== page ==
Interview by GIULIA BERSANI — Images by MATE MORO
Fragmented spaces, floating bodies, interrupted surfaces. Máté Moro’s images seem to work like origami paper. The surface is ruled by lines and shapes, bodies fold and collapse onto themselves to create human hybrids. Colour is solid and vibrant, the images sharp and powerful. This is Máté Moro. The young Hungarian artist combines photography, fashion and graphic design, with the help of his precious creative partners, creating hyperreal and striking images. Here is what he told us about his work and creative process.
GIULIA B. — Hi Máté, let’s start from the basis: where are you from? How old are you? Tell us something curious about your daily life.
MÁTÉ M. — I was born in Hungary. I live and work in Budapest, but currently I’m in Zurich, doing a scholarship program. Life in Zurich is not so vibrant, so I’m making moodboards, preparing for two new shootings… In general I’m wondering on new ideas and trying to build up the brand of our new creative group together with two of my creative partners, Aron Filkey and Nora Gyenge.
GIULIA B. — The first spontaneous question I would like to ask you is: Do you have fun while shooting (or while planning on your photos)?
MÁTÉ M. — Shooting is the final step of the creative process, of course I love that period. To be on set is always a special uplifting time. But I also love figuring out the concept, the set, the props, the movements with our group. We always work as a team, organise brainstromings, share our sketches and ideas.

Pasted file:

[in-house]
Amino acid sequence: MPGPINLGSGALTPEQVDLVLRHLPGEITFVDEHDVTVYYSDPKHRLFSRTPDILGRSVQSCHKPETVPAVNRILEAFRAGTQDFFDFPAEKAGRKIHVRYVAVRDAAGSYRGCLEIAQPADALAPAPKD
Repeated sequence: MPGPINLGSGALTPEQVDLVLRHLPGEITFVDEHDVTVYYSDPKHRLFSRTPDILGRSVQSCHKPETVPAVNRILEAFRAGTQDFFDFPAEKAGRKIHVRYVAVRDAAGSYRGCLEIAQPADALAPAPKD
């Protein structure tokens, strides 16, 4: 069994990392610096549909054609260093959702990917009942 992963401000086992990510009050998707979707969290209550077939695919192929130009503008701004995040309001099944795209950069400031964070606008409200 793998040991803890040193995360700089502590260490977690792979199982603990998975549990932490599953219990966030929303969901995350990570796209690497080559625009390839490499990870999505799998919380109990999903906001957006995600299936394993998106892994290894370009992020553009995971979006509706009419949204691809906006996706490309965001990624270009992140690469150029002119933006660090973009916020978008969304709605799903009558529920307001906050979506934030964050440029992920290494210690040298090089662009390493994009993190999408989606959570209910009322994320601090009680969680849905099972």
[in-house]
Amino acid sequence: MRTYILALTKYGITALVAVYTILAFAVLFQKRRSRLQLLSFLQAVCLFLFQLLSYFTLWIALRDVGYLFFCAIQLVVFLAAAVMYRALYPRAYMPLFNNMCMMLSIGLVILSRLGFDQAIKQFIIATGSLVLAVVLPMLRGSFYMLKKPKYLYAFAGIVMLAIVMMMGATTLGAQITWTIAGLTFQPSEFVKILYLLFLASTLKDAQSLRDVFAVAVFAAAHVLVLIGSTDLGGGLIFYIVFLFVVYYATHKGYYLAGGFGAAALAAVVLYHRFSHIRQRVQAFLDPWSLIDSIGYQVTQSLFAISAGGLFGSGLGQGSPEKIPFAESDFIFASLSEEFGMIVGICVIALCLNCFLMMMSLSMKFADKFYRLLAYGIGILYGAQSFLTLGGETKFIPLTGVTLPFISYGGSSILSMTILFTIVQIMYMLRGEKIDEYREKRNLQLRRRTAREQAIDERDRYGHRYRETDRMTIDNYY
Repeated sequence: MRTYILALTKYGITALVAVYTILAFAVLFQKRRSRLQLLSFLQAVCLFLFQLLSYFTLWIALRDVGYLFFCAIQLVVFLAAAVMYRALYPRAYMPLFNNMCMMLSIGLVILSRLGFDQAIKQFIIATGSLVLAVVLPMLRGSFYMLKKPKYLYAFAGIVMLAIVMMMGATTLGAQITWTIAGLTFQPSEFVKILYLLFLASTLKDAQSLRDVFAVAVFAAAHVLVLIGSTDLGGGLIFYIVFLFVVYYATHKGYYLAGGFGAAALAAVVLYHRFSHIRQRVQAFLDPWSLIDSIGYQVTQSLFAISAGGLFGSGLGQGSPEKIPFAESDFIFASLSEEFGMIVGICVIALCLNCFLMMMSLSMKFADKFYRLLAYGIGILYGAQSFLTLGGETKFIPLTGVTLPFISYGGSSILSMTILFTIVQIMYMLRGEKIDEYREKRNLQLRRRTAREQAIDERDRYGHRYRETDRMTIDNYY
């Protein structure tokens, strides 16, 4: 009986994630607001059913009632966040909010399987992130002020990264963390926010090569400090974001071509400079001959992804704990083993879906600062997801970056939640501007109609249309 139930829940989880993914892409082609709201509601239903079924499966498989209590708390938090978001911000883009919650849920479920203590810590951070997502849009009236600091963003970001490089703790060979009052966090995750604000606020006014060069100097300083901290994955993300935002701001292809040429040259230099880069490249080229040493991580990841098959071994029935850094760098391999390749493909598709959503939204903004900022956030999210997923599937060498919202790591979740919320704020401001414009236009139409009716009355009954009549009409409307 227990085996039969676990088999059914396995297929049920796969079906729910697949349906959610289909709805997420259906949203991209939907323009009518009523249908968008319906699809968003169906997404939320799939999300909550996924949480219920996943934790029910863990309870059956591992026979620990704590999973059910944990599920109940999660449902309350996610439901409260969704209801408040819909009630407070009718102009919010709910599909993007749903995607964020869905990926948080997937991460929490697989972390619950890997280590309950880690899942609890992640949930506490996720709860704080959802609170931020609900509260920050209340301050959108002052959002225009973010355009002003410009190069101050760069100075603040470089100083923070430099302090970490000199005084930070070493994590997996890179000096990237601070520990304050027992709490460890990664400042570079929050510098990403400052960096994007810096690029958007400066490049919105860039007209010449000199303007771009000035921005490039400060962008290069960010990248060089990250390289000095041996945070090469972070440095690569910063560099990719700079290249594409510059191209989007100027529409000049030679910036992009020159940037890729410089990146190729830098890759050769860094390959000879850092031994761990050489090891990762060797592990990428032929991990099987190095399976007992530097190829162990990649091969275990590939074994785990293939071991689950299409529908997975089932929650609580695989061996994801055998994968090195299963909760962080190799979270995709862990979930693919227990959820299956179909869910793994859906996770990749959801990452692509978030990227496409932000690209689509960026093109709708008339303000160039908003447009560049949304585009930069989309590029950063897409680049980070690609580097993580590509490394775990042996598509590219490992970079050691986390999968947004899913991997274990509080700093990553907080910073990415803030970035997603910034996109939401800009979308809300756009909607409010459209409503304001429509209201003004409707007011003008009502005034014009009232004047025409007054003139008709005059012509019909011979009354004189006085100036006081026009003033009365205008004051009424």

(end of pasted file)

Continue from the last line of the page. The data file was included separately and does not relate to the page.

GIULIA B. — Is there a reflection (maybe about the human condition or about space and matter) in your photos or is the main subject rather aesthetics itself?
MÁTÉ M. — It depends on the work or request. If I create some kind of applied stuff the crucial issue is smart creativity and aesthetics, and of course to pay respect to the client’s expectations.
GIULIA B. — What about graphics? How important is the graphic component in your photos?
MÁTÉ M. — More than important! Áron Filkey is a really talented graphic designer, sharing ideas with each other is always a source of inspiration to me, and it influences the space of the image. Moreover, I love his visual style.
GIULIA B. — What about the fashion component? How do trends influence your work?
MÁTÉ M. — If I come across some inspiring piece of clothing or talented designer, I usually have a new image idea to go with it. But Nora is really the one who’s into clothes and trends. More than me. She has a really sensible view on clothes and on how they can work well in the concept.
GIULIA B. — What is the role of colours? Have you ever had a ‘black and white period’?
MÁTÉ M. — Yes, I have. If I run back over that period, I realise that it was just an attempt to find my way in the visual world. I like B&W pictures, but now I think more in color than in B&W. I feel that using colours gives much greater possibilities to create pretty nice stuff.
GIULIA B. — Is it possible, in your opinion, to conciliate work and personal passion in photography?
MÁTÉ M. — Totally. That’s what we do day by day… It’s kind of the key to success, I think.
GIULIA B. — Who or what influences you?
MÁTÉ M. — The biggest inspiration is always the new challenge of a new work request.
GIULIA B. — Now, here is my last curiosity: how much are your shootings controlled by your initial plan? What about improvisation?
MÁTÉ M. — I prefer to plan well everything before the shooting. When we are on set, we always have a tiny storyboard about the shooting, movements, space etc.. It makes the work faster and more efficient. And by the way these kind of sketches can be a springboard for improvisation…